In Sara Houghtelingís debut novel, paintings are a metaphor for love: knowing when itís real, knowing when itís a fake, and recognizing a masterpiece.
Max is the son of a well-respected Jewish art dealer in Paris. Despite his desire and ambition, Maxís father is reluctant to immerse his son in the family business. Instead, the art dealer brings on board a young lady as his assistant. Max immediately takes a liking to this somewhat mysterious woman.
Unfortunately, World War II gets too close for comfort, and the whole family flees to ride it out in an isolated farm in the south of France. When Max and the family return to Paris they find that, like the city, their gallery has been looted and burned.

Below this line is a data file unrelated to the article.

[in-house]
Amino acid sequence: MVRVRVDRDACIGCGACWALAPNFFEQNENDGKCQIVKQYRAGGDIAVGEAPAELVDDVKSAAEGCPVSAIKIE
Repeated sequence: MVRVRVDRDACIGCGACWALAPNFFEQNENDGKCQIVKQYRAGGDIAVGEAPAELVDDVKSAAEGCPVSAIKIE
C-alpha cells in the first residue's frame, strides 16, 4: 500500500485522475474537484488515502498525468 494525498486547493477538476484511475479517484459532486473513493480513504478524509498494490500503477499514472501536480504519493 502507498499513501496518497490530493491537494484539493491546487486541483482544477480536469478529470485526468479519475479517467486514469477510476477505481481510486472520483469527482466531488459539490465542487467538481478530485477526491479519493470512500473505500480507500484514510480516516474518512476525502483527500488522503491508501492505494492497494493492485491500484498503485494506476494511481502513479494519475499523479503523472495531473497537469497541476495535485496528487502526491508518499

Max becomes obsessed with finding his fatherís stolen artwork and developing a relationship with the female assistant, who stayed in Paris the whole time. Though his efforts on both levels are largely in vain, Max does solve one family mystery that explains his fatherís admiration for a piece of art he refused to ever sell.
Despite the slow pace at times, the plot and the prose of Pictures at an Exhibition are very engaging. Fans of art history will enjoy the well-researched details of the story line.
Not every question is answered and it is not a happy Hollywood ending. But hey, who said life would be easy following World War II?
The Bottom Line:
Allís fair in love and war. Recommended.